|Elizabeth River southeast of Norfolk, Virginia, U.S.
|fifth-order Fresnel lens
The lighthouse was meant to serve the increased shipping traffic on the Elizabeth River, and initially was designed with six piles. The plans were changed when five surplus piles were found; in the end the structure was square, and sat on these five piles. The building was painted brown, and showed a red light from a fifth-order Fresnel lens.
Within a few months the lighthouse had settled more than 1 foot (30 cm) on one side. The reason was never discovered, but it was believed that the missing sixth pile might have contributed to the problem. Eventually the structure sat at a tilt, with the west side about 14 inches (36 cm) lower than the east. To stabilize the building, more piles were added to the foundation; at this time a dock and pier were added to the station.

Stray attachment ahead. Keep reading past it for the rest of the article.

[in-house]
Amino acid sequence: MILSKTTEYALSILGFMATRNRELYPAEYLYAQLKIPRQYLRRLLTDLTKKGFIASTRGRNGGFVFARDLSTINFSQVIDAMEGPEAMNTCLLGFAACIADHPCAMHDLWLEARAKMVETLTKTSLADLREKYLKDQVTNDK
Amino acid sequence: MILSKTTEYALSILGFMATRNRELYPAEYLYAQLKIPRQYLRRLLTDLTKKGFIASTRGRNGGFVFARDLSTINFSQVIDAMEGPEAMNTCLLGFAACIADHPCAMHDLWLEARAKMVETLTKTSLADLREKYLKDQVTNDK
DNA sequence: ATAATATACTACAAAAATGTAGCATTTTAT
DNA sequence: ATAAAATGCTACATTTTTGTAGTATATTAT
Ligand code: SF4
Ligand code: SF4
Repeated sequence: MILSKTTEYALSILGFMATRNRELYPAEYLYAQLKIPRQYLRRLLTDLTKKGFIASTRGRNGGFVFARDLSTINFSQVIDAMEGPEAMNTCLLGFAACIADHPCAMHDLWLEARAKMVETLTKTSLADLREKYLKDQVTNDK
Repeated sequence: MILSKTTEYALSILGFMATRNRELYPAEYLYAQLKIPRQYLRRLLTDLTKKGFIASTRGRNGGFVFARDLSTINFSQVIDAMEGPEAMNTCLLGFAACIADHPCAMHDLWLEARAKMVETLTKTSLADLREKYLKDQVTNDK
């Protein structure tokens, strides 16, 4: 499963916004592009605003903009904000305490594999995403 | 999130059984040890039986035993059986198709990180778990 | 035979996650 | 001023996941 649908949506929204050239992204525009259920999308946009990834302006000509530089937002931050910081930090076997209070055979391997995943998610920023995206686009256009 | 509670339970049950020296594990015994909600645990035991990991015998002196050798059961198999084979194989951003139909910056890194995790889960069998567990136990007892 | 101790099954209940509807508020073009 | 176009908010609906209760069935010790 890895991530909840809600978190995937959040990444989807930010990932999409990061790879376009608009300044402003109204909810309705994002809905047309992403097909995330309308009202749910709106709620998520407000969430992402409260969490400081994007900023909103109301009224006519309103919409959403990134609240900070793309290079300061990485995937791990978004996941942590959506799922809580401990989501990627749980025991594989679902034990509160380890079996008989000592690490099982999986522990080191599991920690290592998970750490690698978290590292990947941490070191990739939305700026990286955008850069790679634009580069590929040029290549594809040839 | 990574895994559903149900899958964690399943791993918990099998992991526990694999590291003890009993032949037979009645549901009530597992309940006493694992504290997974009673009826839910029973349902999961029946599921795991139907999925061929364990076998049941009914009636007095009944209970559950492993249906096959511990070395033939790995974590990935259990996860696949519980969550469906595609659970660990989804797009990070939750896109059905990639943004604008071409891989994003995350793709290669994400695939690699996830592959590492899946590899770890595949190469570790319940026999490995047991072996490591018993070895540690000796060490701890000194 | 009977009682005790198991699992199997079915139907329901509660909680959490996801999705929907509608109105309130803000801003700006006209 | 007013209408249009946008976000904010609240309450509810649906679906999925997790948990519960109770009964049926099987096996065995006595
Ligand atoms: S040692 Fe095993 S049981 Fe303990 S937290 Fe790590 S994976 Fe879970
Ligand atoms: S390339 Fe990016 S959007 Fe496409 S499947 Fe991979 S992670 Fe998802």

The lighthouse gradually became useless due to construction at the point, and eventually it was surrounded by piers and warehouses built by the Norfolk and Western Railroad. It was eventually suggested that a new lighthouse be built at Bush's Bluff, some miles upriver, and that this might supersede the light at Lambert's Point. This project failed, however, because a new lighthouse was deemed too expensive. The Lambert Point Light was finally extinguished on December 31, 1892, the same year that Bush's Bluff was marked with a lightvessel. The fog signal at the station was reestablished in 1901, and served for the next 10 years. The building eventually collapsed sometime around 1911, and no trace of it remains.
- History of the light
- Robert de Gast. Lighthouses of the Chesapeake. Baltimore; The Johns Hopkins University Press, 1973.